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      • James says:

        But I could do the “retire and live 20-30 years (or more, with luck) without working” thing without help from SS. Make a reasonable but not spectacular income, spend a good bit less than I earn, invest the rest. Though my reward is not not working, but the freedom to choose interesting work and set my own hours…

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      • Voice of Reason says:

        I think that we’ve seen that people are pretty incapable of saving for their future unless their forced to. And, I was talking about people who are well passed the age that they were expected to live. Wouldn’t it make sense to financially plan to live to age 80 or 85, and then have the masses pay a very small fee to insure the risk of living well passed they ever expected to live?

        By planning to live until your 90′s without any government safety net is leaving a lot of money on the table that you’ll probably end of wasting when you die too early.

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    • Steve says:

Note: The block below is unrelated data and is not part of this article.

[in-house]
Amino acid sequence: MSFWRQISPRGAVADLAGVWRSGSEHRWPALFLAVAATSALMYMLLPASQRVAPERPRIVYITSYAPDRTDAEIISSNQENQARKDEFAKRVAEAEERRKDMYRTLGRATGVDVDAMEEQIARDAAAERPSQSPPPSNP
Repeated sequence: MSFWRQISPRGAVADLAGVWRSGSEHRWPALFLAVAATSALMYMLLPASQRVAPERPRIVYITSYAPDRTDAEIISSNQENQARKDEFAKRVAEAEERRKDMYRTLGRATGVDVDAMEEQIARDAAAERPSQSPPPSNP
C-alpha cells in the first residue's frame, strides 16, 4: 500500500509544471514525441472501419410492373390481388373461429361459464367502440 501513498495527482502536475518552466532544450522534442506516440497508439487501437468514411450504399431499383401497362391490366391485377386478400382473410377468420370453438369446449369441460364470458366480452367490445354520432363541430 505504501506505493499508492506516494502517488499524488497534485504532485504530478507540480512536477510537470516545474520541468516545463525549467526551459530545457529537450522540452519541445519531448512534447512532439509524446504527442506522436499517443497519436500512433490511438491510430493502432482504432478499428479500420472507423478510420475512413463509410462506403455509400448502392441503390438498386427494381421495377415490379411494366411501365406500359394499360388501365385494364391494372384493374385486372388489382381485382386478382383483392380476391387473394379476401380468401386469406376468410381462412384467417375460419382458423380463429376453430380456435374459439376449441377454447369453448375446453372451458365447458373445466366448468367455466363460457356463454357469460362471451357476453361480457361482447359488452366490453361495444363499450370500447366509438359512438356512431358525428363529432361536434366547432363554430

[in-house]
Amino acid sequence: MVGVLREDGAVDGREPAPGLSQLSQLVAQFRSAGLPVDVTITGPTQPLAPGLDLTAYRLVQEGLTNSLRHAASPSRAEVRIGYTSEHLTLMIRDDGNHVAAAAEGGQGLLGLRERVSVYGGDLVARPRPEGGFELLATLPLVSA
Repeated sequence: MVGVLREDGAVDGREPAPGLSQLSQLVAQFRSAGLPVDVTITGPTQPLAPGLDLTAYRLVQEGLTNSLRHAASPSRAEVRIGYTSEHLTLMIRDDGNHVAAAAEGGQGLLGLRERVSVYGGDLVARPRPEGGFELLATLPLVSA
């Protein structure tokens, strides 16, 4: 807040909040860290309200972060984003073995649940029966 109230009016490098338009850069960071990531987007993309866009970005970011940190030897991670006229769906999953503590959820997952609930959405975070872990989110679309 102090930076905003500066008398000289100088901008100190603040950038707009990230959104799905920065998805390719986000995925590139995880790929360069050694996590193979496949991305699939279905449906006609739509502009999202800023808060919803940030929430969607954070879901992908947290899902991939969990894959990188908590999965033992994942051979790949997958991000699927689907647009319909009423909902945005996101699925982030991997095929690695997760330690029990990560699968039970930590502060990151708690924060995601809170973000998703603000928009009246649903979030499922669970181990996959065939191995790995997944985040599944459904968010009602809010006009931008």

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  2. James says:

    The problem here is that these examples are not predictions in any real sense, they’re just expressions of wishful thinking. (Particularly the Obamacare one.) We can certainly find plenty of examples of successful predictions, grounded instead on evidence and known science.

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  3. steve cebalt says:

    “Folly” was one of your best podcasts ever. Just this week: The Federal Reserve announced the “taper” that virtually every market expert predicted would cause stocks to dive. Business networks were filled with round-the-clock “taper talk” for most of 2013, almost all of it predicting stock losses. Stocks rallied nearly 300 points instead within minutes of Wednesday’s announcement.

    Rarely have so many been so wrong so publicly.

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  4. Isaac says:

    The real danger is when policy is justified by using these types of predictions (think Iraq, Obamacare). As Taleb said in Antifragile these prognosticators should be held accountable for their predictions.

    I biblical times if a prophet was wrong once they lost credibility (Duet 18:22) we should have a similar standard…

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  5. dizzy d says:

    To be fair to Rove, he did publish a recap in the WSJ a few weeks ago recapping his predictions and what he got wrong/right. If I remember correctly, he claimed 10/14 right. Granted, we’d need a much larger sample size to determine any sort of skill… but it’s a little unfair to quote only one (of the four) predictions he got wrong on out of an entire list of predictions.